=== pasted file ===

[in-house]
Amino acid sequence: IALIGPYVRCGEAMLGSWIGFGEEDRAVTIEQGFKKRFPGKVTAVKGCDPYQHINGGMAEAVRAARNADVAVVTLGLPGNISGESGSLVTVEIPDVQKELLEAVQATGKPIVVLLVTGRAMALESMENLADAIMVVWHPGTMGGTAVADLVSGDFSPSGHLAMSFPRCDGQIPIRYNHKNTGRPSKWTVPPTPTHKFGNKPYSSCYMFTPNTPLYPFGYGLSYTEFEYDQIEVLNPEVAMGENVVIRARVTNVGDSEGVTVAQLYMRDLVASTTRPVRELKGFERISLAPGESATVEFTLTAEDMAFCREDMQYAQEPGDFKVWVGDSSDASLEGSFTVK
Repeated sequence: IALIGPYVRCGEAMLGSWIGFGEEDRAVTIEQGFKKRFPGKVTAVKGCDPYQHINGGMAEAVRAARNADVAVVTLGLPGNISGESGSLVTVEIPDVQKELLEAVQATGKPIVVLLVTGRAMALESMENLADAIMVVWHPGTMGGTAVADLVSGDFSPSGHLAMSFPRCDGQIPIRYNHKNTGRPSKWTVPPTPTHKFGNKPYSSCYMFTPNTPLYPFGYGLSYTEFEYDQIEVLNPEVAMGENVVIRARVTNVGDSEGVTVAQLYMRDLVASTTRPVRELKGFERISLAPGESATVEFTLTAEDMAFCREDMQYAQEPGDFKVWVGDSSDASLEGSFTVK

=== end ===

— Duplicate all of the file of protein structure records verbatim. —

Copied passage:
[in-house]
Amino acid sequence: IALIGPYVRCGEAMLGSWIGFGEEDRAVTIEQGFKKRFPGKVTAVKGCDPYQHINGGMAEAVRAARNADVAVVTLGLPGNISGESGSLVTVEIPDVQKELLEAVQATGKPIVVLLVTGRAMALESMENLADAIMVVWHPGTMGGTAVADLVSGDFSPSGHLAMSFPRCDGQIPIRYNHKNTGRPSKWTVPPTPTHKFGNKPYSSCYMFTPNTPLYPFGYGLSYTEFEYDQIEVLNPEVAMGENVVIRARVTNVGDSEGVTVAQLYMRDLVASTTRPVRELKGFERISLAPGESATVEFTLTAEDMAFCREDMQYAQEPGDFKVWVGDSSDASLEGSFTVK
Repeated sequence: IALIGPYVRCGEAMLGSWIGFGEEDRAVTIEQGFKKRFPGKVTAVKGCDPYQHINGGMAEAVRAARNADVAVVTLGLPGNISGESGSLVTVEIPDVQKELLEAVQATGKPIVVLLVTGRAMALESMENLADAIMVVWHPGTMGGTAVADLVSGDFSPSGHLAMSFPRCDGQIPIRYNHKNTGRPSKWTVPPTPTHKFGNKPYSSCYMFTPNTPLYPFGYGLSYTEFEYDQIEVLNPEVAMGENVVIRARVTNVGDSEGVTVAQLYMRDLVASTTRPVRELKGFERISLAPGESATVEFTLTAEDMAFCREDMQYAQEPGDFKVWVGDSSDASLEGSFTVK